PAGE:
“Well, uh, no not really, sir,” the man stammered as the occupants of the four chambers exited behind him. “But I have to make sure the monitors are working for the recordings.”
“You record what goes on inside these things?” Sinclair’s voice was colder than the vacuum outside of the base. Rogers winced in sympathy as the young man struggled to find a way out of the General’s wrath.
Fortunately for him, one of the men behind him came to his rescue.
“Yes, Sir,” he said, putting on the black and gray uniform that identified him as a pilot, the white block lettering above the heart identifying him as Lieutenant Baker. “We pretty much all do. Sometimes we even trade programs and the guys record themselves with the other guy’s girl.”
“And none of you have any problem watching your wives and girlfriends with other men?” a surprised Sinclair asked.
“No sir,” one of the other men, a sergeant, replied. “It’s no big deal, it’s just a computer program. It isn’t like we’re really cheating on them or anything like that.”
“I see,” Sinclair replied dubiously with a shake of his head. “Very well then. But if I were you gentlemen, when we bring those women out of cold sleep, I’d make damn sure none of those recordings ever saw the light of day again.”
“Aye, sir,” all the men sheepishly replied in unison.
“Alright, get out of here before I start feeling like a 17th Century Puritan. Dismissed,” Sinclair said, turning back to the technician.
“I trust my wife isn’t part of the library and there aren’t any ‘recordings’ lying around that I need to be concerned about?”
“No, sir,” the man squeaked.
“Very well, I think you have a short circuit on the other side of the base that requires your immediate attention,” Sinclair said.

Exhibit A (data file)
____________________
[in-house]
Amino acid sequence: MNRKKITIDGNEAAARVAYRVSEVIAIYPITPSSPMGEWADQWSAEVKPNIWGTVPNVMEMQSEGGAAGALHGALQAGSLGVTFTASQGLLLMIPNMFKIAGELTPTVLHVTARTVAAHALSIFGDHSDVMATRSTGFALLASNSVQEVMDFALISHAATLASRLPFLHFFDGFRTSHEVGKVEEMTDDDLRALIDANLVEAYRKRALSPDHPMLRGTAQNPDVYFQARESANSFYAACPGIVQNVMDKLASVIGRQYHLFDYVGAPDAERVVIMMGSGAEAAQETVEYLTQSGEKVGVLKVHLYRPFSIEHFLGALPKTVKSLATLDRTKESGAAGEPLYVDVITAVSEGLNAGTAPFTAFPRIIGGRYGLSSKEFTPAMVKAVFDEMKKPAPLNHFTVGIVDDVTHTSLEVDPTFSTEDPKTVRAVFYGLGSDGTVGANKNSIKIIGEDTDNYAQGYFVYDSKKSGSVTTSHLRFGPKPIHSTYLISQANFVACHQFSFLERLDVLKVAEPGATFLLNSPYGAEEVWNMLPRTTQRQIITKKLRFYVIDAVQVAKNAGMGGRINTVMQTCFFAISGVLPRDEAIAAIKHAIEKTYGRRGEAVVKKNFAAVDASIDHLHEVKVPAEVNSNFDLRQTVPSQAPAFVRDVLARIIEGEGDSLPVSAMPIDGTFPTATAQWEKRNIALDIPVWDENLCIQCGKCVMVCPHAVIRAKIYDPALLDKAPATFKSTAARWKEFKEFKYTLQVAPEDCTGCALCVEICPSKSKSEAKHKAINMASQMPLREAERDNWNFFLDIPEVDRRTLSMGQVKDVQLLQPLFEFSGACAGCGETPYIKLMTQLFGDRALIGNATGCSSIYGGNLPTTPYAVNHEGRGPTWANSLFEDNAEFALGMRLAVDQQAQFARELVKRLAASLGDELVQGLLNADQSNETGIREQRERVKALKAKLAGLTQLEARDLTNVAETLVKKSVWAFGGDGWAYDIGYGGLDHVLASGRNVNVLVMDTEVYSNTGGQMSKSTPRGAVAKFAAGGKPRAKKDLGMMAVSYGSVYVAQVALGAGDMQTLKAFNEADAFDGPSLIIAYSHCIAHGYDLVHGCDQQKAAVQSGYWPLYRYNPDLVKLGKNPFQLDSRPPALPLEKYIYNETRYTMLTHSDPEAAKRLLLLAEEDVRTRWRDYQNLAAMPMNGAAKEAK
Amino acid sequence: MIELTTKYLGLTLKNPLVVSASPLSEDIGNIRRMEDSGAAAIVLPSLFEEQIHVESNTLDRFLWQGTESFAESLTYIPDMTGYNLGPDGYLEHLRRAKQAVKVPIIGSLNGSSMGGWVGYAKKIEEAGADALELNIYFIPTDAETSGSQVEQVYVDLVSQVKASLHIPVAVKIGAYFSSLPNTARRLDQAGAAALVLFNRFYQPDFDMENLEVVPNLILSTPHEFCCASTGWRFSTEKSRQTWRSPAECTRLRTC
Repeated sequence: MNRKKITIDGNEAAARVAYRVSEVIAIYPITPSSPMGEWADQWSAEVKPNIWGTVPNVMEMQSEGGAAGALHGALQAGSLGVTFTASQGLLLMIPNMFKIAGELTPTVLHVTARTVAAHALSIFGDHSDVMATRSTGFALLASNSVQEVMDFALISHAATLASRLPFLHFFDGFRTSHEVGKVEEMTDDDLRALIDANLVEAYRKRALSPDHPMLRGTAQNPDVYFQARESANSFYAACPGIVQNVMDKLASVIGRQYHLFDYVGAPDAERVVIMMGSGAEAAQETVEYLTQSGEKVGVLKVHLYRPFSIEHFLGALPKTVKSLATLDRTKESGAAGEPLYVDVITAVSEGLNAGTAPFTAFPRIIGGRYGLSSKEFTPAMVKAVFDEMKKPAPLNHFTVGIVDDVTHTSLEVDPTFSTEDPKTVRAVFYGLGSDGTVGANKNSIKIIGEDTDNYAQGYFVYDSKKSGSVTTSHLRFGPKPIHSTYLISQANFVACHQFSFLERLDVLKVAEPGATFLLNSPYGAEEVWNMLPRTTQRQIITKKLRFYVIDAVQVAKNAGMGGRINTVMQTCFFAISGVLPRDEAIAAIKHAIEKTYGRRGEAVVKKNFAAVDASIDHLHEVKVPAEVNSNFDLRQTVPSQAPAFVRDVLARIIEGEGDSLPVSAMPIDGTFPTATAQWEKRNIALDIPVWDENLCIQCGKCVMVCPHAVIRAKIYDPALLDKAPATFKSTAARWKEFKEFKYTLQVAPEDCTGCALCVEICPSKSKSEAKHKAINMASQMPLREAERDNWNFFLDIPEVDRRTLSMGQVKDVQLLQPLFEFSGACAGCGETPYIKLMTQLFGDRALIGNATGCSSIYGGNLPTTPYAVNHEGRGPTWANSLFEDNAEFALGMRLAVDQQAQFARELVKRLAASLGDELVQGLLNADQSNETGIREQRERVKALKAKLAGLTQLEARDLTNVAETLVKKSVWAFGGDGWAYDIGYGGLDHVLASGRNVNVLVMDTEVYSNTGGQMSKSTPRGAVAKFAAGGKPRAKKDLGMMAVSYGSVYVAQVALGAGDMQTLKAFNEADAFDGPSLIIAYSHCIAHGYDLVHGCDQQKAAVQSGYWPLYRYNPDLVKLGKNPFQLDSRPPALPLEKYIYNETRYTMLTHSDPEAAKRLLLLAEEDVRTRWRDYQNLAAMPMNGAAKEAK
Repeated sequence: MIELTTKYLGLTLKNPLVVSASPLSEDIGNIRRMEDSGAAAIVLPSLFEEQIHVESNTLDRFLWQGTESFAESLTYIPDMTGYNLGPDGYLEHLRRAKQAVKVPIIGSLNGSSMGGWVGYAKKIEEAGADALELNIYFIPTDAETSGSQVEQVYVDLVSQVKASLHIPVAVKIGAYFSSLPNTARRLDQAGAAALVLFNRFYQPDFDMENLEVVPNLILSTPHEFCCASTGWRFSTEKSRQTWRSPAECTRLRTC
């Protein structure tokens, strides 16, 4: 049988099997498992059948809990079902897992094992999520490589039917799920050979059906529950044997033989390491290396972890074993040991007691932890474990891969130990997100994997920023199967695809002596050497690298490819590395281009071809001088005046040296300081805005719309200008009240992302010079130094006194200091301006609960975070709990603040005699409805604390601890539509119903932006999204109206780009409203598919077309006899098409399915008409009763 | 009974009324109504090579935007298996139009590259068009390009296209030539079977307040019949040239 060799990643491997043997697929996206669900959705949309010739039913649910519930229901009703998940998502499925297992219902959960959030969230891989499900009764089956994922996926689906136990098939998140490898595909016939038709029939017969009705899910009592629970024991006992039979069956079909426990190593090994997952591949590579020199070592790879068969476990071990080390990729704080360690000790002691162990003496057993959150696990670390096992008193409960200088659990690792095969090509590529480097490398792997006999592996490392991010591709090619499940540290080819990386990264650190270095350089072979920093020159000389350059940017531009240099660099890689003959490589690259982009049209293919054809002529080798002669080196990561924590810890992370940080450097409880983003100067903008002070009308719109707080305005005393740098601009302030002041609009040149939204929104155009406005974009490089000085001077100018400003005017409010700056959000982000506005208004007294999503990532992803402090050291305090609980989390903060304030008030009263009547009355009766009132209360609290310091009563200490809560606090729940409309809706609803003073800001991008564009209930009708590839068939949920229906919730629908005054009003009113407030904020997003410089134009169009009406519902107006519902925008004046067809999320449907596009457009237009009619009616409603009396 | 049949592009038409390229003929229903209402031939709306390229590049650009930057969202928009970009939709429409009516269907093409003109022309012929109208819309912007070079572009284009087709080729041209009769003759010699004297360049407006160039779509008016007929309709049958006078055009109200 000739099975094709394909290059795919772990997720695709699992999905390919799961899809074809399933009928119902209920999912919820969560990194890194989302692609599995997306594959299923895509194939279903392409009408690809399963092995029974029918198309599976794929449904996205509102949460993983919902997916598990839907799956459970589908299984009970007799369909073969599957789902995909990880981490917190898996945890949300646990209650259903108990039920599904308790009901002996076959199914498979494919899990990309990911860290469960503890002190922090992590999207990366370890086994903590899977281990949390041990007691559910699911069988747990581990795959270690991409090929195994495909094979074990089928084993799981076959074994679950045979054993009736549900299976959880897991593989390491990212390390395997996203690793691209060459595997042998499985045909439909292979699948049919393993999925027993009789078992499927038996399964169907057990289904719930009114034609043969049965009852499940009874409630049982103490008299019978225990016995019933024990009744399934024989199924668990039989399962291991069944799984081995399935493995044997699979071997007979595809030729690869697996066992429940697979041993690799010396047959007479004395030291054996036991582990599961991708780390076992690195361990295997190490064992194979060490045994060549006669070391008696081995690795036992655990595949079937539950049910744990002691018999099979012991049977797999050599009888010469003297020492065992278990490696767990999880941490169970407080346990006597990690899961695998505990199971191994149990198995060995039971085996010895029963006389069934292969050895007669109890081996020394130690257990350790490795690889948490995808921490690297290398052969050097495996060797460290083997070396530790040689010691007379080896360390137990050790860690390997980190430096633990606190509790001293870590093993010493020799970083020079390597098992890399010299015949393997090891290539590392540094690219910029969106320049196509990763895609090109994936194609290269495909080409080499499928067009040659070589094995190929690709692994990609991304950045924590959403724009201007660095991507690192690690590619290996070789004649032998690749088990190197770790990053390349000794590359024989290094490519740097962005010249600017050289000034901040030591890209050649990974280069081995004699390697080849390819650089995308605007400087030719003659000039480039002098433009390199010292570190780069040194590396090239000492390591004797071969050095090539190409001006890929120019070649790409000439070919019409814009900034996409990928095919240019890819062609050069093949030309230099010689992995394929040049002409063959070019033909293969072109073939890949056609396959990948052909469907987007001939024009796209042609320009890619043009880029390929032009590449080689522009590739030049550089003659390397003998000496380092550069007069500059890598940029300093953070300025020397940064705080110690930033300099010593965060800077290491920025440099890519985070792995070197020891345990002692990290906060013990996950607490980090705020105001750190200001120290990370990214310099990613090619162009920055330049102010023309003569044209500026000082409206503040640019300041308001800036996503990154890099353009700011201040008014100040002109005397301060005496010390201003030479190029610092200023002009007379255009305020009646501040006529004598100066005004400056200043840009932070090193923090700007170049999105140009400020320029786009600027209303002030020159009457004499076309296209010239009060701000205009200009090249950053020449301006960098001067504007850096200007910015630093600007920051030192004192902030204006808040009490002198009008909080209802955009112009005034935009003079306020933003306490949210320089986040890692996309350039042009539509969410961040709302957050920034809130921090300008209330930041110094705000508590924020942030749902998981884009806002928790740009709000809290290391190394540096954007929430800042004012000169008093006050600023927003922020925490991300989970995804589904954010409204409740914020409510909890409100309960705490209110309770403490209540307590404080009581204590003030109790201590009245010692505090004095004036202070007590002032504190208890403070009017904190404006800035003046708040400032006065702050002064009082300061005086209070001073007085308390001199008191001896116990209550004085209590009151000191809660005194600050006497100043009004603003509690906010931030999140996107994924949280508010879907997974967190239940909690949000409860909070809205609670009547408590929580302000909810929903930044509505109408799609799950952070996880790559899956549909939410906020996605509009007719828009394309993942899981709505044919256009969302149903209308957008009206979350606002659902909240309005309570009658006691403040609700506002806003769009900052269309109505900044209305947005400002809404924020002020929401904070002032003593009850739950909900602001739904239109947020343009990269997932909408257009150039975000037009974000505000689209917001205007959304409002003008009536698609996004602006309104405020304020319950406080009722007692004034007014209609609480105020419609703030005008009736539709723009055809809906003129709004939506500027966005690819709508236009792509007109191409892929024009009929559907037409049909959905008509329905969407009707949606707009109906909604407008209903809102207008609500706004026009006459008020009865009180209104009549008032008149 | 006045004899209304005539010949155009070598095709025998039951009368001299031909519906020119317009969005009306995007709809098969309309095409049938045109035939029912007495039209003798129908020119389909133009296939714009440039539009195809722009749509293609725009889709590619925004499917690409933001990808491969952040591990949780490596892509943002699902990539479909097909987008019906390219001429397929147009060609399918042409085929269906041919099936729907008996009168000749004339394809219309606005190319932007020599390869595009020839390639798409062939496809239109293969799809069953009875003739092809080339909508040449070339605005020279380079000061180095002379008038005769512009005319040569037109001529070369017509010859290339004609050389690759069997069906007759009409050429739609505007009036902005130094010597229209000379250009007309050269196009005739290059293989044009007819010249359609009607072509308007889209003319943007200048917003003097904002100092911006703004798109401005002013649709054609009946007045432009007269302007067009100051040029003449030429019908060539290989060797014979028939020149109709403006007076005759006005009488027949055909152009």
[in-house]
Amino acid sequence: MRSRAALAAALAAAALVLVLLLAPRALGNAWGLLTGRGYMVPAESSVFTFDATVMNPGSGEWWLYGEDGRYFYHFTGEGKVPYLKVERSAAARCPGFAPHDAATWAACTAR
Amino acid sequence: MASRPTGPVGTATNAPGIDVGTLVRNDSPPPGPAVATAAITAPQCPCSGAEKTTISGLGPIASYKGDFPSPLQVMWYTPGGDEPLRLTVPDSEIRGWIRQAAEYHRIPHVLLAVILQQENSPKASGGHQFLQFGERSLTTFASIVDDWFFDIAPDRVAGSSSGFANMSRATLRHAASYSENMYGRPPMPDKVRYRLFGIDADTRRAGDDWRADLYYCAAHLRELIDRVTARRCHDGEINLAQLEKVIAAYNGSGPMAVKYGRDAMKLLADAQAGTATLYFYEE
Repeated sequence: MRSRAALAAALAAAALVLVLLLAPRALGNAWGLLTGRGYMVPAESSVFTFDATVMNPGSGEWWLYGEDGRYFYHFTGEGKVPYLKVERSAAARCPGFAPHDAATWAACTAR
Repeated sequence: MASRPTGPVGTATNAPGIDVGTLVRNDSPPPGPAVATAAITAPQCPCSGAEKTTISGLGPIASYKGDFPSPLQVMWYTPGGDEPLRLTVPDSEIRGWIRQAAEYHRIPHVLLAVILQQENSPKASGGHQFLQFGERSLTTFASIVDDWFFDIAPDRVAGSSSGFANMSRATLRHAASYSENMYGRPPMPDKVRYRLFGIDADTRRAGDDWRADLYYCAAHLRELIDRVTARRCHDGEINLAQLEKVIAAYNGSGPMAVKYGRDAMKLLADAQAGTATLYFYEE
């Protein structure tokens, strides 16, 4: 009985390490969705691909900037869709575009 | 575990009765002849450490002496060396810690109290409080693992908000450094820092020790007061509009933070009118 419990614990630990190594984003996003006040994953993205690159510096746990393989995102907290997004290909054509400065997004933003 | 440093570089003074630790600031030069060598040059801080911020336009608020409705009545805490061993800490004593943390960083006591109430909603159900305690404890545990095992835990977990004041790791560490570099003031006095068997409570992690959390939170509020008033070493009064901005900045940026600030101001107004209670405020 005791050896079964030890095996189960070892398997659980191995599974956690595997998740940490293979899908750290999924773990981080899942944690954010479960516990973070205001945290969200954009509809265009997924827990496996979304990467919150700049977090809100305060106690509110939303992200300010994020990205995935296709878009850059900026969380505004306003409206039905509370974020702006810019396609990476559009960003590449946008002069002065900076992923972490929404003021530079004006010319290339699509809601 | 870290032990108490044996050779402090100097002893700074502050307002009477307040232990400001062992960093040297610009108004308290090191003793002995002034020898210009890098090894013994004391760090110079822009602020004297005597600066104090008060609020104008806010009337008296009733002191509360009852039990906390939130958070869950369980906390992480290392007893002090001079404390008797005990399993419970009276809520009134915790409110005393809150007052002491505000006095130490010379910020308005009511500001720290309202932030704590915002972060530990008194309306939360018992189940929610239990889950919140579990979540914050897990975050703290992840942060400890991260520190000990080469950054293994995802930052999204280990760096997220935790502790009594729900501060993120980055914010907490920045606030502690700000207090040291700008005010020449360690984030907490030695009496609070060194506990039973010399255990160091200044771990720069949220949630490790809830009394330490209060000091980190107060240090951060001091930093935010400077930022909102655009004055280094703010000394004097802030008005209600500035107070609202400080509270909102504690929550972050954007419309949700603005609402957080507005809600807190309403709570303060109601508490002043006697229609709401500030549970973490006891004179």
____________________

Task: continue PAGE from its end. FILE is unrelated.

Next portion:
“Yes, Sir,” the technician said, scurrying past the General and quickly followed the four soldiers out into the corridor.
“What the hell are you smiling at,” Sinclair said, turning just in time to catch the grin on Rogers’ face before his old friend could remove it.
“I was just thinking,” Rogers jibed, without missing a beat, “that perhaps a change of pace was just what the General needs.”
Stone cold silence and Sinclair’s infamous scowl was all the reply Rogers received.
“Right,” Rogers said, moving toward the corridor. “I think I’ve got a shuttle to preflight.”
“Do tell,” Sinclair replied dryly, allowing only a ghost of a smile to pass across his face when peals of laughter from his friend made their way from the corridor and back into the bay.
“Ah, General, there you are,” Iacola said, only now realizing Sinclair had entered the bay. “Everything is set up to your specifications, you may begin whenever you are ready.”
Sinclair strode over to the hatch and grasped the handle to enter.
“But before you go in,” Iacola added. “I have that report regarding the cloning program that you asked for earlier. We have enough material to produce about three dozen of the new super-clone species in less than a week’s time, but it would completely drain all of our resources to do so. We would not be able to make any more clones of any kind after that.”
“And if we don’t make the super-clones how much longer can we produce normal clones,” Sinclair asked.
“About six months, sir,” Iacola replied dourly. “Either way, we’re running out of material and time. We have more than enough sperm supply, but we only had so many eggs left to work with and we have no way to replenish the supply and continue producing the clones we need.”
“I thought as much,” Sinclair said. “Thank you, Doctor. I’ll let you know when, and if, we’ll proceed with the super-clone program. For now, let’s get this over with so I can get to Earth.”
Next Week: Chapter 3: A harsh truth.